"While the bombardment continued, it was sufficient proof that the fort had not surrendered"

As Francis Scott Key watched the British bombs and rockets’ exploding over Fort McHenry in the Baltimore harbour, his main concern was to see if the American flag still flew. When dawn arrived, he wrote lyrics that would capture a moment and unite a nation.

“While the bombardment continued, it was sufficient proof that the fort had not surrendered.” an American officer describing the bombardment of Fort McHenry

Stone monument with Liberty atop with flag with the name Key carved in the stone
The Francis Scott Key Monument in Baltimore, Maryland, was designed in 1914 by sculptors Harris & Ewing.

Library of Congress, Prints and Photographs Division

Almost every American is familiar with the lyrics and melody to the national anthem, a song that celebrates American courage and determination. Far fewer know the circumstances and events that gave rise to the lyrics, which commemorate not a glorious victory but the refusal of Americans to yield to a fierce bombardment.

From August 29 to September 2, 1814, a British naval squadron raided Alexandria, a prosperous Virginia port city on the Potomac. A few miles upriver, Washington was still in ruins after British armies set fire to the city.

As the British squadron withdrew from the Potomac on September 2, Francis Scott Key, a lawyer and militia volunteer, received an important assignment. The British had kidnapped Dr. William Beanes, a prominent physician. President Madison had authorized Key to pursue the squadron and negotiate the doctor’s release.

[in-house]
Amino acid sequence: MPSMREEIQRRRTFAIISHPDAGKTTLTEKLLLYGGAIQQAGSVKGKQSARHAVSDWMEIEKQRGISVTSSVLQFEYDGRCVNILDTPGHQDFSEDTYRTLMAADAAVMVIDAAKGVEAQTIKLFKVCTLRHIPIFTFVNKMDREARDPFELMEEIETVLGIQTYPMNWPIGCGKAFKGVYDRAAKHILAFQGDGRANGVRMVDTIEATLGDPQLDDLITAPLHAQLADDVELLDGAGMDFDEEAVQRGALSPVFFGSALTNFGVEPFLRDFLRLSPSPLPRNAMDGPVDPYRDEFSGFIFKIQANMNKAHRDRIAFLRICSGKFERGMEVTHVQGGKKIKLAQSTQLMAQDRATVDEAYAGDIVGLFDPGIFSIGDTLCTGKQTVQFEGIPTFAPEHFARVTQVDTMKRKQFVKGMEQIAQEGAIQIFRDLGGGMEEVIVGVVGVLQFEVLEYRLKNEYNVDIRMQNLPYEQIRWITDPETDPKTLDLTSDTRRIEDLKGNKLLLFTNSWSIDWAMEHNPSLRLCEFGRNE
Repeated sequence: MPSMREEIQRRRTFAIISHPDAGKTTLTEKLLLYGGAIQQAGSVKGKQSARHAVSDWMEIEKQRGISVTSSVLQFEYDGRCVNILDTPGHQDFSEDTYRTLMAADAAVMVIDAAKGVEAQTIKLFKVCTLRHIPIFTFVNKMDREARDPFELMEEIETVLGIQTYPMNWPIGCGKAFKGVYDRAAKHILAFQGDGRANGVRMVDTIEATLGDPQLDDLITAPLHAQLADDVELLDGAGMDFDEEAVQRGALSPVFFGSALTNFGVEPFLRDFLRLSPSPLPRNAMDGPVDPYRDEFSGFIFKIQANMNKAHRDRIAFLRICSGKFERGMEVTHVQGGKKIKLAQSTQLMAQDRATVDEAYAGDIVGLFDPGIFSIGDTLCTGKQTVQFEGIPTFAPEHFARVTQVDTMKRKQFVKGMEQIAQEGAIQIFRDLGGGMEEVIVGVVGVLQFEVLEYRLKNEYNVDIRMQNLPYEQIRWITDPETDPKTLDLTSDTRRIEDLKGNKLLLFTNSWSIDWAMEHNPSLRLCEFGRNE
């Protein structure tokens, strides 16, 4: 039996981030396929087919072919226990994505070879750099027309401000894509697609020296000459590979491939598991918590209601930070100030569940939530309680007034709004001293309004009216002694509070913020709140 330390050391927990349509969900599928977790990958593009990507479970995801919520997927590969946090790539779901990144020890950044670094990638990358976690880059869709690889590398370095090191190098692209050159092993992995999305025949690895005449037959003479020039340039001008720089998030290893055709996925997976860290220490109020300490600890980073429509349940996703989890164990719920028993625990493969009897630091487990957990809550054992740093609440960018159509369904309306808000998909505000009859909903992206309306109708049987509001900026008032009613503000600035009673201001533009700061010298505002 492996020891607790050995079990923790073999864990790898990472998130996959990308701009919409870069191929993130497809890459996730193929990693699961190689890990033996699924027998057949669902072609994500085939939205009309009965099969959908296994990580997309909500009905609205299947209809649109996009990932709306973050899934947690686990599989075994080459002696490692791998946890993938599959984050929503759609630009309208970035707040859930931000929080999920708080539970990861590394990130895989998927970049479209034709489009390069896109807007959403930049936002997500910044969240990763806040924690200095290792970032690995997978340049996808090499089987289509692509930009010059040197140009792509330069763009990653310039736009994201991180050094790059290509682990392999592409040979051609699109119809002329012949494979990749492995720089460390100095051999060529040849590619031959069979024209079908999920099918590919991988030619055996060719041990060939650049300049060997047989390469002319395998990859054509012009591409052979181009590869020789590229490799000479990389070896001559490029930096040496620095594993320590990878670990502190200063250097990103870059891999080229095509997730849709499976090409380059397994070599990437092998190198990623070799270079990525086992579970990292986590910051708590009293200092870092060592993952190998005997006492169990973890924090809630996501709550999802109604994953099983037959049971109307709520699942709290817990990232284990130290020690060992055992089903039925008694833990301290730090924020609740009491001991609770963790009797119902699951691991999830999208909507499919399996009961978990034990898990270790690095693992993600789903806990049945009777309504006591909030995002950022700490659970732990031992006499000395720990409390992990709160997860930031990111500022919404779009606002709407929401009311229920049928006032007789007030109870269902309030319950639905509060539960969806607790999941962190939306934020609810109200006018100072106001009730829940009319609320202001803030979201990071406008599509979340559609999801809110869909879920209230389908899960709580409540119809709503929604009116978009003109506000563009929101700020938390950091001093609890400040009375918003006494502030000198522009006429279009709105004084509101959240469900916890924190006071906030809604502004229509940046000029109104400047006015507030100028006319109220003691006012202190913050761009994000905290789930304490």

Key reached the fleet, but the British officers would not release any of the Americans until after their attack on Baltimore. Key remained as an unwilling guest while the British prepared a siege.

When the British fleet arrived in the bay at Baltimore, the three Americans watched as the ships began a long bombardment of Fort McHenry, the principal defense of the city’s harbor. One of the officers in the fort recalled that “15 to 1800 shells were thrown by the enemy” over 25 hours, mostly during the night.

According to his brother-in-law, Key “remained on deck during the night, watching every shell from the moment it was fired, until it fell, listening with breathless interest to hear if an explosion followed. While the bombardment continued, it was sufficient proof that the fort had not surrendered.”

When dawn finally broke, Key saw that the American flag still flew above the fort, and wrote some lyrics on the back of a letter. The British fleet withdrew and Key was left in Baltimore. He quickly printed handbills of his song, which he called “Defence of Fort M'Henry.”

Today, Key’s song is known as the “Star-Spangled Banner,” and became the national anthem of the United States of America in 1931. The song’s lyrics capture the resilience of the American soldiers who withstood the bombardment throughout the night. The bombs bursting in air and rockets’ red glare were not just descriptions; they became a national symbol of resistance. Although Washington was in ruins, Baltimore had proven that America was prepared to weather turbulent times.